Yet he became the longest continuously serving Premier of NSW to date, in part by virtue of the fear campaign ratcheted up over the then Howard government’s pending introduction of a GST, and in part by virtue of the infighting that erupted within the NSW Liberal Party shortly after its loss of office in 1995.

There is considerable argument — which I do not intend to canvass tonight — which lends credence to the idea that NSW stagnated under the Carr government, and that many of the problems now faced by the O’Farrell government were continuously kicked down the road by Carr and his Labor successors.

It is, however, indisputable that much of the turmoil and chaos now evident in the federal ALP had its genesis in the NSW Party and the dubious methods employed by its Sussex Street headquarters in running, and misdirecting, their organisation.

On the other hand, Carr comes with some qualifications for the role of Foreign Minister: a studious, erudite and academic man, it is the realm of world affairs that is both Carr’s passion and the area in which he is most qualified in the formal sense. He does bring a dim shimmer of class to a federal government so lacking in that commodity, and so deficient in terms of political polish and professional political  presentation.

So with that in mind, it comes as some small surprise that having actually generated a tiny modicum of momentum this week, Julia Gillard and her colleagues have spent the ensuing five days assiduously squandering it, and validating every question mark that ever existed over their judgement, conduct, and suitability to hold office.

The handling of the offer of Mark Arbib’s vacant Senate seat to Bob Carr and with it, the Foreign ministry — and the fact such machinations were even underway at all being made public — are an indictment on the shambolic way in which the Labor Party operates these days, but typical of its ham-fisted approach to government.

Gillard’s denial that she had spoken to Carr about the proposed role was disingenuous; not least given Carr himself directly contradicted her one day later.

But it is telling that her denial — made outside Parliament, and subsequently publicly rescinded following the intervention of Carr — was one she refused to repeat in Parliament.

The risk of knowingly misleading Parliament under privilege is a dangerous risk indeed, as Gillard well knows — and one fraught with potentially fatal political repercussions.

And all of this neatly refocuses attention on the Prime Minister’s great weaknesses: that she is perceived as dishonest, or at best economical with the truth; manipulative, deceptive, and far less than trustworthy.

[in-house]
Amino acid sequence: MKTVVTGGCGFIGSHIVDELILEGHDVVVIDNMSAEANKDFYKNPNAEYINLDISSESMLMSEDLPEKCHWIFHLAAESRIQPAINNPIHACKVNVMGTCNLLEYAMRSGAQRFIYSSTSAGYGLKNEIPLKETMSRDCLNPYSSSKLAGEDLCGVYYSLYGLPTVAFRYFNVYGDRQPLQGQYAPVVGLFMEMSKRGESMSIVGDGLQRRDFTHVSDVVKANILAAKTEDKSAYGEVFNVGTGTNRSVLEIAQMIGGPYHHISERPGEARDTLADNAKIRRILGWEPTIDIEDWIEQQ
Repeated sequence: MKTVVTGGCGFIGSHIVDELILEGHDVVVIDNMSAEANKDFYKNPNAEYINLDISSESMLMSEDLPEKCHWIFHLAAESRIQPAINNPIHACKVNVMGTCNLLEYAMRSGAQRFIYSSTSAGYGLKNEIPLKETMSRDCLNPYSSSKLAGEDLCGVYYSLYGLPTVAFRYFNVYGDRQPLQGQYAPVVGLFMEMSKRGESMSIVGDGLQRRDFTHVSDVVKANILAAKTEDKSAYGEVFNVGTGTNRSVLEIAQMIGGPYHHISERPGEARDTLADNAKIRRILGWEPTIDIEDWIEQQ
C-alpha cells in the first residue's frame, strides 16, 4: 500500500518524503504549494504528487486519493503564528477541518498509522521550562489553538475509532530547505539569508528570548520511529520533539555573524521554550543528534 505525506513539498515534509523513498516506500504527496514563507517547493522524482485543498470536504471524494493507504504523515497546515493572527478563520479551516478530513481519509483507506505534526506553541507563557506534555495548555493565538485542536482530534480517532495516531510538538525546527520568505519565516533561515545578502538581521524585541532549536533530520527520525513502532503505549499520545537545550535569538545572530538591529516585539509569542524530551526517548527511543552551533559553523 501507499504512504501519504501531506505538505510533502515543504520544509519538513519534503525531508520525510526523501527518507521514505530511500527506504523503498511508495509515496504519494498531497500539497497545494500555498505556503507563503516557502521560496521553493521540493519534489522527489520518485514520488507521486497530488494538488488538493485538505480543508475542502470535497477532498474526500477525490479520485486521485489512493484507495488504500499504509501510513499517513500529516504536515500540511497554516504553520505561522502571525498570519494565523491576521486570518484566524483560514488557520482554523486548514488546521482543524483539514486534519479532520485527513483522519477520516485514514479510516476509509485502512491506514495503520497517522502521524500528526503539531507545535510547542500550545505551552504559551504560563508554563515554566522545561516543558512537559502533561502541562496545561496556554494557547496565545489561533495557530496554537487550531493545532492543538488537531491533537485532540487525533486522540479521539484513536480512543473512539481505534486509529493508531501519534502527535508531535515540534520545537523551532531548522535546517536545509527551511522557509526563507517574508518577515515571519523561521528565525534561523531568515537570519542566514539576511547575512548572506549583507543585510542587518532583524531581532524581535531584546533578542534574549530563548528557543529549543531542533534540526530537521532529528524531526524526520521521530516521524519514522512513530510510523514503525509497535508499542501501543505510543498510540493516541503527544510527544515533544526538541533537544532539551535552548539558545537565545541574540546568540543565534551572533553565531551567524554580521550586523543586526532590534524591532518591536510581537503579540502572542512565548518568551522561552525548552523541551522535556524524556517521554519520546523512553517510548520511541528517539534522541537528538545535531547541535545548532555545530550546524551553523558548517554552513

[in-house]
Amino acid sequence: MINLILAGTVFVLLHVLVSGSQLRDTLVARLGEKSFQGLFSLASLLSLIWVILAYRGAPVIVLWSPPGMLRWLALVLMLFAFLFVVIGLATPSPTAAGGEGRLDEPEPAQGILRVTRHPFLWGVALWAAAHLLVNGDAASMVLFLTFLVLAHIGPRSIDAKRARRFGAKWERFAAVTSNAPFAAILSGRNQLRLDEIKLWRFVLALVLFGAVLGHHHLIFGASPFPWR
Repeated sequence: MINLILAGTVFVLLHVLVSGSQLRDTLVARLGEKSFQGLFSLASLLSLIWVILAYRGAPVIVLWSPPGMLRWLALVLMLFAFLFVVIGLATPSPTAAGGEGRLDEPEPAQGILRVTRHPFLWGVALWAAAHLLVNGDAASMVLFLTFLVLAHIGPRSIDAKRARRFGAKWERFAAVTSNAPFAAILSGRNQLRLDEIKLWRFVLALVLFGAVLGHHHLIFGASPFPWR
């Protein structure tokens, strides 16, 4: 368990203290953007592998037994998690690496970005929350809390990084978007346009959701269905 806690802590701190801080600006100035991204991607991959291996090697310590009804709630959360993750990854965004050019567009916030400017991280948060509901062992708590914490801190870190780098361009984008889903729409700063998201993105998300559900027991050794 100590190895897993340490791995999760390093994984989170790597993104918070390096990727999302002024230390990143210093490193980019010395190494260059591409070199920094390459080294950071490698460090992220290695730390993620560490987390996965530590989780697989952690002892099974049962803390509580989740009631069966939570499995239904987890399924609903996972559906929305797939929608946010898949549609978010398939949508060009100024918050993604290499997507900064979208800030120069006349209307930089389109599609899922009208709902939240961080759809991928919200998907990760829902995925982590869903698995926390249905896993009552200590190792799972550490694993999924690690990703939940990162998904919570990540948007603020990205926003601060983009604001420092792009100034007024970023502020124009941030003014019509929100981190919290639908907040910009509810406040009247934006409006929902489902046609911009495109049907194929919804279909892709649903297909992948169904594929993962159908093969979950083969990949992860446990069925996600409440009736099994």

And this has been compounded with the leaks that were allowed to find their way into the press — namely, that ministerial colleagues (Stephen Smith and Simon Crean were named in papers across the country this week as having “blocked” Gillard’s attempt to recruit Carr) — feed further into the lack of legitimacy, the lack of credibility and the lack of authority the Prime Minister is widely regarded to have.

Of course, Gillard prevailed in the end, but only after a public circus that has inflicted far more damage on herself and on the government than will be outweighed by any positives from the recruitment of Bob Carr.

And speaking of Gillard’s reshuffle generally, she has done herself no favours here, either.

All the talk of “unity” and “healing” has been laid bare by the sheer vindictiveness with which the reshuffle was conducted.

Having contemplated sacking all five of the ministers who publicly supported Kevin Rudd in the leadership ballot, Gillard relented. Four of the five could stay.

And we know all of this because it was leaked.

In a sense, she had little choice; for example, Albanese is the government’s best option for his role as Leader of the House, and she would dismiss a senior heavyweight backed by union muscle like Martin Ferguson at her peril.

Yet it may have been cleaner (in every sense) to sack all five; the fact the process followed in undertaking the reshuffle has been made so visible underscores the general perception the government faces of being a credibility-free, dishonest and amoral  outfit.

And to single out Robert McClelland for the sack — on the specious pretext that he was more “activist” in his support of Rudd than the other four — is an odious little exercise in victimisation, and a half-arsed yet ominous warning to other potential detractors to boot.

So Gillard began the week with a solid, if shallowly grounded, win in the ALP leadership contest, and ends it with the Foreign minister she wanted, the reshuffle she broadly sought, and yet what little credibility or authority she may have had left kicked to pieces as a result of the sheer incompetence with which the whole charade was executed.

I have already foreshadowed the leadership ballot resolving nothing; I hadn’t expected evidence of that contention to materialise so quickly or so sharply.

Yet this has been the first week of the next 17 months, and — if the ALP’s antics this week are any indication — it’s going to be a long, long wait for the election, if it occurs as scheduled next August.

The more things change, the more they stay the same…